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Miron honored for pole vaulting record

Justin St. Ours | Daily Press Escanaba’s Dayton Miron (left) and John Noblet pose with their plaques from the record wall in the Escanaba gym Tuesday. Miron broke the pole vault school record with a jump of 13 feet, eight inches last June at U.P. Finals in Kingsford. Noblet had previously held the school record since 1972.

ESCANABA — It’s something he’s been aiming for since junior high, and it’s something he worked at relentlessly to achieve. Escanaba’s Dayton Miron threw himself up and over the school-record height of 13 feet and eight inches for pole vaulting on June 3 last year at U.P. Finals in Kingsford, and he’s only aiming higher this year.

“(Breaking) it was amazing,” Miron said. “Realizing (that I broke it) was an amazing experience.”

The Eskymo has been involved with pole vaulting since junior high.

“I’ve been wanting to break (the record) ever since seventh grade when I started pole vaulting, and I’ve been pretty close,” he said. “Last year, I was pretty close the whole year, and I was just super close and super close.”

Miron broke a school record and the Division 1 U.P. best record all in one go. The U.P. record was held by Mike Coyne of Gladstone since 2007, but Esky’s school record has been held by John Noblet since 1972.

“To be honest with you, I ran into Rusty Bluse last fall, and he’s telling me about Dayton. He didn’t come out and say it — that he broke it — because I thought it was already (broken),” Noblet said of holding his record at the school for so long.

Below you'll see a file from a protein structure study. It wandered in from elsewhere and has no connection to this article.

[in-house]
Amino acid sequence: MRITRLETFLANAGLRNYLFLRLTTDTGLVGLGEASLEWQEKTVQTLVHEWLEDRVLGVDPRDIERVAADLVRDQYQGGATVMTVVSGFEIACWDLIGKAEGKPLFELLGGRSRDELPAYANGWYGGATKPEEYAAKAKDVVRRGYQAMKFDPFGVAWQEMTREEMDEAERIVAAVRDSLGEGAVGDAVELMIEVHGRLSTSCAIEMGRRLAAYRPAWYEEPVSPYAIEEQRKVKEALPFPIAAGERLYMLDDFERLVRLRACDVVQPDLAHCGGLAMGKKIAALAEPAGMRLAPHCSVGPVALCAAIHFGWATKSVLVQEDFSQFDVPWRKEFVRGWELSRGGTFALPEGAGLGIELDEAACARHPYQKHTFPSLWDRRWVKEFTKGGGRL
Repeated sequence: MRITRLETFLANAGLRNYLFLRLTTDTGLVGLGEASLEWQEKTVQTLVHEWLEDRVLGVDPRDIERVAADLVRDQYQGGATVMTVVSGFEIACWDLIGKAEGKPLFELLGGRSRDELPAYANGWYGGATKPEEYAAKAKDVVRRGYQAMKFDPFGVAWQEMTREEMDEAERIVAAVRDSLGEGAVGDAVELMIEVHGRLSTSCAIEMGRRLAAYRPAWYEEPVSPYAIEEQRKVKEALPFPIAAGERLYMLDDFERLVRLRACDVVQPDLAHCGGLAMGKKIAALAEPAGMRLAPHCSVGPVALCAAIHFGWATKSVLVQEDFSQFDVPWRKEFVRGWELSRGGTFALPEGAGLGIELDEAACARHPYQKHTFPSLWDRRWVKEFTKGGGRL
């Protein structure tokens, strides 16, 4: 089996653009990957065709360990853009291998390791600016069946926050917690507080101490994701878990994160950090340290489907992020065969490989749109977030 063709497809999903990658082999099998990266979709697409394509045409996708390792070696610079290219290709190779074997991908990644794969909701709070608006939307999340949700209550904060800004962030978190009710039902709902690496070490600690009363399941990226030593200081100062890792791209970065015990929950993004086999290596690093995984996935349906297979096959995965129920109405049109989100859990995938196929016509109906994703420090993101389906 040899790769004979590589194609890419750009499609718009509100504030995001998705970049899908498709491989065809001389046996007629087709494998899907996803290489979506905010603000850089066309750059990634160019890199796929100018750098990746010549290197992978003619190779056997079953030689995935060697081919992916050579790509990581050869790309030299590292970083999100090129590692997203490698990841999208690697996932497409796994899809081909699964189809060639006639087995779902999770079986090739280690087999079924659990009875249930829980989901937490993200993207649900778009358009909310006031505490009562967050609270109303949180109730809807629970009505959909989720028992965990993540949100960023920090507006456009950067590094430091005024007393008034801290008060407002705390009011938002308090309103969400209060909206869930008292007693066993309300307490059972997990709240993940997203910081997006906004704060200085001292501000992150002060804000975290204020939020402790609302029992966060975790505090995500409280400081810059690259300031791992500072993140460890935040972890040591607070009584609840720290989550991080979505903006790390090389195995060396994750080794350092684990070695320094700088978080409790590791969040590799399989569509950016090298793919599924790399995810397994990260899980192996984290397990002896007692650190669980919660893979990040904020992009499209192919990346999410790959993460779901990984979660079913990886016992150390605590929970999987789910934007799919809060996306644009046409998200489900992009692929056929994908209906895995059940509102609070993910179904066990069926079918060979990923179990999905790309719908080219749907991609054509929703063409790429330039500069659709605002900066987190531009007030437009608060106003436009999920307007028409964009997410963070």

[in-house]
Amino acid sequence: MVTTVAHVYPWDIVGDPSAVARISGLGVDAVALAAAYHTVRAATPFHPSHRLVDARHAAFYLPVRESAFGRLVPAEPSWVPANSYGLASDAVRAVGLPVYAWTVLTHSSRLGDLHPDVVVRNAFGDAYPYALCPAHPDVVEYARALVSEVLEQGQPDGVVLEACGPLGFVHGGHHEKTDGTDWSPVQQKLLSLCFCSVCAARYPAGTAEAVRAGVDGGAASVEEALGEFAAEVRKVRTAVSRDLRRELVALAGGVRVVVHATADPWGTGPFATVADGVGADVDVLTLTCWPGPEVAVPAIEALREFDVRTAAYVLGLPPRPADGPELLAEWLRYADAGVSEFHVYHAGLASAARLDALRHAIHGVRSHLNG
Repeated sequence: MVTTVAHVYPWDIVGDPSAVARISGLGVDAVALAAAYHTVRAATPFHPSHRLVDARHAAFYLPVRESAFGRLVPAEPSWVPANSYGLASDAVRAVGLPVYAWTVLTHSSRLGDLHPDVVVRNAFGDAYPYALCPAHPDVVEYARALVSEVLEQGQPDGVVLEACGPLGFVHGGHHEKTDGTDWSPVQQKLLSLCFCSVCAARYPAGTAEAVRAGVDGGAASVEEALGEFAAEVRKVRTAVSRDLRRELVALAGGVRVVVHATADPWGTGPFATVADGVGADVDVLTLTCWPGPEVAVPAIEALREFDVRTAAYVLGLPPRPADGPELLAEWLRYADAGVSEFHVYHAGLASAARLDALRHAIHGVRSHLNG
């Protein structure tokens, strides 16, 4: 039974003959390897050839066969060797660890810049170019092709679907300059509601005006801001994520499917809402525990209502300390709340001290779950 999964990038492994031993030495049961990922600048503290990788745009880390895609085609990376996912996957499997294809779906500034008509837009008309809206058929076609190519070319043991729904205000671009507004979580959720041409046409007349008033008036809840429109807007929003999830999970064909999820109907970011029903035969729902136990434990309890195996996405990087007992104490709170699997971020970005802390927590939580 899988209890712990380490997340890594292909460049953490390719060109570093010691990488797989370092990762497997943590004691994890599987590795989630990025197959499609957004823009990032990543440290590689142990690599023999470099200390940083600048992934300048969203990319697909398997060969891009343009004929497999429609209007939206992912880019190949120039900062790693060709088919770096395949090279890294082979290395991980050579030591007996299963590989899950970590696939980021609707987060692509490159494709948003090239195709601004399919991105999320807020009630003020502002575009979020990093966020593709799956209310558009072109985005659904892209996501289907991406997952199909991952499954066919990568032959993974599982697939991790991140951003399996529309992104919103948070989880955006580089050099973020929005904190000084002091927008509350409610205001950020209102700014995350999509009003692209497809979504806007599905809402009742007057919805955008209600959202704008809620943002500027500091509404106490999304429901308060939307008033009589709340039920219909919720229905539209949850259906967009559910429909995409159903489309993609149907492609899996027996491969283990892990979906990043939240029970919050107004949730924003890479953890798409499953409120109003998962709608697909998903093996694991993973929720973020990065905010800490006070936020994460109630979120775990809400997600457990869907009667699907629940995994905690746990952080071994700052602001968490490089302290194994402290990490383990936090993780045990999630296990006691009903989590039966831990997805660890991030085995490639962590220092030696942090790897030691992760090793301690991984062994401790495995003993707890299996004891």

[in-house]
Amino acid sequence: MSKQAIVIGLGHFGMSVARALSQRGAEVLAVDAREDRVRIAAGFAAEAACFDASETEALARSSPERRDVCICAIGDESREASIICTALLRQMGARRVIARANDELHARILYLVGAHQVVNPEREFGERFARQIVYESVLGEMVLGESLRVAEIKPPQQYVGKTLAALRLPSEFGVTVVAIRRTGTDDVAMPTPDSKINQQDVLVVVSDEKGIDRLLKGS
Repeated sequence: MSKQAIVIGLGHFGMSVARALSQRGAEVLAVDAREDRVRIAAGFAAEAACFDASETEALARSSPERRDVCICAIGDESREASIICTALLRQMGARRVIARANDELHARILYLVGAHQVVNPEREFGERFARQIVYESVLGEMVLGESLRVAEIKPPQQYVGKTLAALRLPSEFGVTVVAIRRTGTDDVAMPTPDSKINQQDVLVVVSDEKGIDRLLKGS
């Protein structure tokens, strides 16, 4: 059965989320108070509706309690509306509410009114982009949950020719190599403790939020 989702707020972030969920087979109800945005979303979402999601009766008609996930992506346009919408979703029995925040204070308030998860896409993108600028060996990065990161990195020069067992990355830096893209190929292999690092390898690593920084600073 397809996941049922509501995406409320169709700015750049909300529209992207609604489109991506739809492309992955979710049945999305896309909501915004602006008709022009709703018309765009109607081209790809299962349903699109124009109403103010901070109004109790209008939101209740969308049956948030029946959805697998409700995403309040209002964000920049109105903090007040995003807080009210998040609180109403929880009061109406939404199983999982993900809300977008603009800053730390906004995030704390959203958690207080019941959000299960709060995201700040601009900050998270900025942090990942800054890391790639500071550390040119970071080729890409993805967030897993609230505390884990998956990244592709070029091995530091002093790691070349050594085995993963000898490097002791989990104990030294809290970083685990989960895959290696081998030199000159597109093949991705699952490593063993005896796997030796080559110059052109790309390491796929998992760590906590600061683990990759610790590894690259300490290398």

Miron started early and quickly developed a penchant for record-breaking.

“I started pole vaulting in seventh grade, and in eighth grade, I broke our middle school record that was 10’3”,” he said. “After that, I just kind of had a drive to do it. Also, my dad’s up (on the Esky record wall tied for the 3200-meter relay), so I kind of wanted to be up there with him.”

It wasn’t just something he stumbled into, however. His performance has been the result of a lot of hard work.

“(I spent hours and hours) after practice just training,” Miron said. “I also went to a lot of camps — not as much as I’d like — but it must have been around five hours every day, every week.”

Noblet reflected on when he set his record.

“Well, when I set the record, I got kind of lucky,” he said. “We had a lot of decent weather. You’re not going to be able to do this in the rain or snow. I was lucky we had three springs in a row in the 70s or 80s, and that had a lot to do it.”

After breaking the records, Miron has set his sights even higher.

“Now, I’m hoping to get above 15 feet,” he said. “I’m looking toward going to Central (Michigan University) and pole vaulting there. Hopefully, I’ll be able to get a scholarship.”

Miron also acknowledged how helpful the support he’s gotten from those close to him has been.

“I want to thank my coaches, my dad and everyone that supported me,” he said.

Noblet had some parting words for the one holding the record now.

“I’d like to wish Dayton good luck, and it’d be nice to see him go 14-plus,” he said.

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